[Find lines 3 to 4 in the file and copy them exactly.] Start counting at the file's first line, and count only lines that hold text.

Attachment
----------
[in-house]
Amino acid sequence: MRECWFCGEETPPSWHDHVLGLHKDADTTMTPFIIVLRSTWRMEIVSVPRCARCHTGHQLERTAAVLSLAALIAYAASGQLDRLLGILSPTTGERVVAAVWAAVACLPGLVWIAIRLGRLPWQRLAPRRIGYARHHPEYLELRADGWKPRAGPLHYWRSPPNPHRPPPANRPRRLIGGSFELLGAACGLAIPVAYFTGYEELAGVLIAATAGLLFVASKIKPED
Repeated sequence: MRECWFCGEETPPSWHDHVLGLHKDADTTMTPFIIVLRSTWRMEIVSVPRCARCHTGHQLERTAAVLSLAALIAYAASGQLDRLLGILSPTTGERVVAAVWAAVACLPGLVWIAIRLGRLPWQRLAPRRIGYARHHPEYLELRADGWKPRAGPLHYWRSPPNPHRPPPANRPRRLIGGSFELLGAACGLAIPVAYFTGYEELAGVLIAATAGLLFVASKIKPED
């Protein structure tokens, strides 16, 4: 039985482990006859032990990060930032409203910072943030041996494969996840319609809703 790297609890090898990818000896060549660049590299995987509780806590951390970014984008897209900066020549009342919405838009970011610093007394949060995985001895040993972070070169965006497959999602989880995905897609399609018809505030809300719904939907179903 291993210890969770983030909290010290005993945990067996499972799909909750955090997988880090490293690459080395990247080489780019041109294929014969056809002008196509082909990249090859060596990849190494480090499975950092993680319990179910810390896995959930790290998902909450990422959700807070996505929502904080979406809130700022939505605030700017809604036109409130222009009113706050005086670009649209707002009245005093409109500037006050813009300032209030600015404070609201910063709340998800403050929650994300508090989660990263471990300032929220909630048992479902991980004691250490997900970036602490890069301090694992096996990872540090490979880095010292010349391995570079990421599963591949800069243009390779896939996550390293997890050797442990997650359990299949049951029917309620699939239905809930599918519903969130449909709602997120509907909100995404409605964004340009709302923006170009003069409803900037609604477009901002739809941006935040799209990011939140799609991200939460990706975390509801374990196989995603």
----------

Repeated sequence: MRECWFCGEETPPSWHDHVLGLHKDADTTMTPFIIVLRSTWRMEIVSVPRCARCHTGHQLERTAAVLSLAALIAYAASGQLDRLLGILSPTTGERVVAAVWAAVACLPGLVWIAIRLGRLPWQRLAPRRIGYARHHPEYLELRADGWKPRAGPLHYWRSPPNPHRPPPANRPRRLIGGSFELLGAACGLAIPVAYFTGYEELAGVLIAATAGLLFVASKIKPED
């Protein structure tokens, strides 16, 4: 039985482990006859032990990060930032409203910072943030041996494969996840319609809703 790297609890090898990818000896060549660049590299995987509780806590951390970014984008897209900066020549009342919405838009970011610093007394949060995985001895040993972070070169965006497959999602989880995905897609399609018809505030809300719904939907179903 291993210890969770983030909290010290005993945990067996499972799909909750955090997988880090490293690459080395990247080489780019041109294929014969056809002008196509082909990249090859060596990849190494480090499975950092993680319990179910810390896995959930790290998902909450990422959700807070996505929502904080979406809130700022939505605030700017809604036109409130222009009113706050005086670009649209707002009245005093409109500037006050813009300032209030600015404070609201910063709340998800403050929650994300508090989660990263471990300032929220909630048992479902991980004691250490997900970036602490890069301090694992096996990872540090490979880095010292010349391995570079990421599963591949800069243009390779896939996550390293997890050797442990997650359990299949049951029917309620699939239905809930599918519903969130449909709602997120509907909100995404409605964004340009709302923006170009003069409803900037609604477009901002739809941006935040799209990011939140799609991200939460990706975390509801374990196989995603």